A new opinion by a Magistrate Judge in Utah on Rule 37(e) FRCP will, unless reversed on appeal to the District Court Judge, endanger litigants for years to come. Phillip M. Adams & Associates, L.L.C., v. Dell, Inc., 2009 WL 910801 (D.Utah March 30, 2009). Two Taiwanese companies (ASUS) in this patent infringement case were sanctioned for spoliation because they did not implement a litigation hold and start preserving email in 1999. What makes this ruling so mind boggling is that the plaintiff did not even determine that it might have a claim against ASUS until 2005, did not send a demand letter until 2006, and did not sue ASUS until 2007.
The Magistrate Judge’s opinion held that the duty arose in 1999 because there was a known industry “issue” concerning defects in the controllers of “floppy disks.” The facts in Phillip M. Adams somehow justified this strange ruling in the judge’s mind (not mine). The judge figured that ASUS, who were computer board manufacturers, should have assumed they might be embroiled in a floppy controller controversy some day and be sued. For that reason, he held that they should have implemented a litigation hold back in 1999 to prevent employees from destroying their email and other ESI. In other words, ASUS should have anticipated litigation five years before the plaintiff did, and because they failed to do so, they should now face case-terminating spoliation sanctions.
This vague, hair-trigger standard effectively mines safe harbor Rule 37(e) into oblivion. If not reversed, or worse, if actually followed by other courts, this ruling would chill all companies from ever deleting email anytime there is a controversy in their industry, which is, after all, pretty much continuous in most industries. It is hard to understand why the judge in Phillip M. Adams made such a ruling, but I have a theory that I will explain at the end of this blog.
In Phillip M. Adams, ASUS preserved ESI after the pre-suit demand letter in 2005, but not before. ASUS claimed that their employees’ pre-notice destruction of ESI from 1999 to 2005 was in accord with their routine practices. ASUS thus claimed protection from sanctions for spoliation under Rule 37(e). The Utah District Court disagreed and imposed sanctions, the exact nature of which have yet to be determined, but could include a default or adverse inference instruction.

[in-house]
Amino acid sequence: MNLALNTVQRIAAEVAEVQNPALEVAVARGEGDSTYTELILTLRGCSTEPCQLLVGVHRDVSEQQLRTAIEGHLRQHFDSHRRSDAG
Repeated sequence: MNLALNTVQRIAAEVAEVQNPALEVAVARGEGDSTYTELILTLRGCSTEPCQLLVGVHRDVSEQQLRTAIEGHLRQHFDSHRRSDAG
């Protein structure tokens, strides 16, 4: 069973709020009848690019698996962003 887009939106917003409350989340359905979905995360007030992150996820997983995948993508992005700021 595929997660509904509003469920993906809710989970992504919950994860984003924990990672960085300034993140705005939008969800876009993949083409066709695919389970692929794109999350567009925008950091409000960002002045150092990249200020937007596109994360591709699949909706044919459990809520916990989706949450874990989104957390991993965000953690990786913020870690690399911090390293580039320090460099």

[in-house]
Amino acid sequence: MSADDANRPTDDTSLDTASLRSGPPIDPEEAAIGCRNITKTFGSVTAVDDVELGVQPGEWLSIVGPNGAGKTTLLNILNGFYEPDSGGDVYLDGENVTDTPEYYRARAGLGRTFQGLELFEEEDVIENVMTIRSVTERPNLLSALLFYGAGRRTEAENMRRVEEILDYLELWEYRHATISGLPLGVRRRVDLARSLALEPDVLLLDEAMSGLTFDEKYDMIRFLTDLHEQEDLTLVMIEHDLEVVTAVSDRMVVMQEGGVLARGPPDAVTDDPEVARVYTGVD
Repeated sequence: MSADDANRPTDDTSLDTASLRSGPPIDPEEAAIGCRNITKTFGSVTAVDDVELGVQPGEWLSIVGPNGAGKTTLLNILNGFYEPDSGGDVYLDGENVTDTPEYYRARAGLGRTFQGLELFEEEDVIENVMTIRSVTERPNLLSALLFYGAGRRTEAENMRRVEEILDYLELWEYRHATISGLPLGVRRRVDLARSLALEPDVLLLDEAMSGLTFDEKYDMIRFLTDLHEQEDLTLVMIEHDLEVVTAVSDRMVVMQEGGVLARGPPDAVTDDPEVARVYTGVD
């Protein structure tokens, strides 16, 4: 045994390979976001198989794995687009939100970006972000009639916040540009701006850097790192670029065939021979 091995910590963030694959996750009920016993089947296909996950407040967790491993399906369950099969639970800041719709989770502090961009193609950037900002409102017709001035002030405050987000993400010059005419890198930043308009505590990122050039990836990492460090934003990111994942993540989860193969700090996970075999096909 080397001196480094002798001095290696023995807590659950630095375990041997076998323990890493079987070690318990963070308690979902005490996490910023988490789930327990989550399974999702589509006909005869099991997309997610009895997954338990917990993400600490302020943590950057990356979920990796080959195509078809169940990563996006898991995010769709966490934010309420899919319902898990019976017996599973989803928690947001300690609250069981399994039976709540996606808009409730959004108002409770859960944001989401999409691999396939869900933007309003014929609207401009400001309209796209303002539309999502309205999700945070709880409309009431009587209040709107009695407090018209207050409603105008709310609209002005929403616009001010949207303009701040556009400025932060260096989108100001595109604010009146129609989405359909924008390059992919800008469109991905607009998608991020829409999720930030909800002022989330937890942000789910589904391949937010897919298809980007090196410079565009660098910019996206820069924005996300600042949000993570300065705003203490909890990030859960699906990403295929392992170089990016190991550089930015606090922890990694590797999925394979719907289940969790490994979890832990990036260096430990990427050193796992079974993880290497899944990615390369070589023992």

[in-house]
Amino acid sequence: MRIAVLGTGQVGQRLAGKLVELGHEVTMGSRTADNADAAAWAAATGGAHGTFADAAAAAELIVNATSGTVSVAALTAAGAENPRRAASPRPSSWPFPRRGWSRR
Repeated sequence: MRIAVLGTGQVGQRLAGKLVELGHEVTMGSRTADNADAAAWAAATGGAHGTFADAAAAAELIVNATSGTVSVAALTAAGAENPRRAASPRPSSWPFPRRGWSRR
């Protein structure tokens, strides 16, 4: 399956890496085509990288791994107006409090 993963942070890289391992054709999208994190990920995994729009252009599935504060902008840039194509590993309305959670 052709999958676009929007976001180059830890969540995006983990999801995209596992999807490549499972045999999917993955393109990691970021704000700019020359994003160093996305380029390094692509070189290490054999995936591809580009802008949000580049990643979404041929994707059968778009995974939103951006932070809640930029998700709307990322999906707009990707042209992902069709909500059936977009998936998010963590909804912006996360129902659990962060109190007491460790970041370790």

The Maxxam Redwood Tree Case
Phillip M. Adams contrasts sharply with a recent Qui Tam fraud case involving a company notorious in California for chopping down Redwood trees. U.S. v. Maxxam, Inc., 2009 WL 817264 (N.D.Cal. March 27, 2009). In Maxxam, the California court refused to impose spoliation sanctions for chopping up hundreds of backup tapes and other ESI before suit was filed. Sanctions were denied because it was shown that the destruction of ESI was routine. Tapes were thrown in a dumpster as part of a move in offices because they were no longer needed. Other missing ESI was deleted as part of everyday activities. Id. at *11. This was in accord with their “general practice … to discard material that no longer had a business value.” Id. at *3. Interestingly, although the reasoning of Rule 37(e) was employed, there is no mention of the rule itself.
Plaintiffs’ tried to persuade the court in Maxxam to find that a duty to preserve arose in 1999 or 2002 based on Maxxam’s involvement in other prior litigation. The instant case by the Qui Tam plaintiff Relators for the U.S. was not filed until December 7, 2006. The California court determined that the evidence destroyed was not at issue in the earlier Maxxam litigation and so did not trigger a duty to preserve. The trigger date eventually selected by the court was, however, pre-filing, January 2006. It is also important to note that the duty was triggered by knowledge of Maxxam’s attorneys, not the corporation itself. Id. at *13. That new twist of the trigger could come back to bite another party some day.
The Qui Tam plaintiff Relators for the U.S. failed to satisfy their burden of proof that the destruction of evidence occurred after the trigger date and so the sanction motion was denied. By the way, this case settled for $4,000,000 on April 28, 2009, after two days of a two week jury trail. I dare say the settlement would have been much, much higher had the plaintiffs obtained the adverse inference instruction they sought in the spoliation motion.